Thursday, April 30, 2020

History of Highland Park

On this page ( you will find three captioned photographs. Let me draw your attention to the one of the Railroad workers.  It’s caption reads: “Burly roustabouts strike an arrogant pose during the laying of Los Angeles and Pacific tracks during the 1890s in Highland Park. The area was already known as a desirable suburb of Los Angeles and attracted families seeking contentment and culture.” 

The page itself is a newspaper clipping dated 7/6/1975.

Wednesday, April 29, 2020

Trivia of the Week (answer)…

This week’s trivia question asked when the first black produced film was released --- what was it?

"William Foster released the first black-produced film, The Railroad Porter, in 1913. The film was produced by Foster's own company, the Foster Photoplay Company, which he had established in 1910 with intentions of ameliorating both African American portrayals on screen and their reputation for filmmaking ability off screen."
This information was found in the African American Experience database. Find this database listed alphabetically on LAPL’s Research & Homework page (

Tuesday, April 28, 2020

Arroyo Book Club May Pick….

With our current inability to access physical library books the Arroyo Book Club picked a book out of Project Gutenberg to read for our May discussion.  This month we wanted to read non-fiction. The book that we picked was Life on the Mississippi by Mark Twain.

This book is an account of Twain's experiences as an apprentice riverboat pilot in the days of the great Mississippi steamboats.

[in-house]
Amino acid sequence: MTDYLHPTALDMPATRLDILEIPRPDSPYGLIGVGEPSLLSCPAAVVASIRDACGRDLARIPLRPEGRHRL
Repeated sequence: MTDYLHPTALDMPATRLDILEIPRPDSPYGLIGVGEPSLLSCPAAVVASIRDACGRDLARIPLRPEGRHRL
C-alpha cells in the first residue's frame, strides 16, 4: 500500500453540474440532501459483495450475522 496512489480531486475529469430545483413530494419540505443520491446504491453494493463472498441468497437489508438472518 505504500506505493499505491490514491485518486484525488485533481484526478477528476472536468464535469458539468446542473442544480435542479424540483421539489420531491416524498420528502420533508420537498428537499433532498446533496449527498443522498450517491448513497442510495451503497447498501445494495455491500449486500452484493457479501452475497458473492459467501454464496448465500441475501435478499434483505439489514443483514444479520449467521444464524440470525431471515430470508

You will find a downloadable copy of the book here:, courtesy of Project Gutenberg.

The plan is for everyone to download a copy and spend the first couple of weeks of May reading. I will begin posting questions to discuss on the group’s web space on May 14 and will add a new question each day until May 23 (our regular meeting day).  I encourage members to log on each day to answer the day’s question as well as review, and respond to, the answers other members provided for the previous day’s question.  We will then meet via video-conference on May 23 at 3:00. 

If you’re not already a member of our web space email me at I will send you the details you need to know to sign yourself up. 

Make a note: if you plan to join the video-conference you’ll need to send an email to so I can get the conference link to you.

Monday, April 27, 2020

Let’s Make Something

Paper beads! They’re fun (possibly even addictive) to make and they give you a lot of scope to play around with a kind of elementary transformative geometry.  You will need:

  • Paper, you could use magazines, newspaper, old wrapping paper, catalogs, etc. 
  • Scissors
  • Glue
  • A bamboo skewer or other fairly thin rod like tool (I actually used a steel chopstick)
  • A cup

Start by drawing and cutting your pattern.  Some sample patterns are shown in the image below. Each starting pattern yields a slightly different shaped bead. Try visualizing how the pattern would wrap up to picture the finished bead.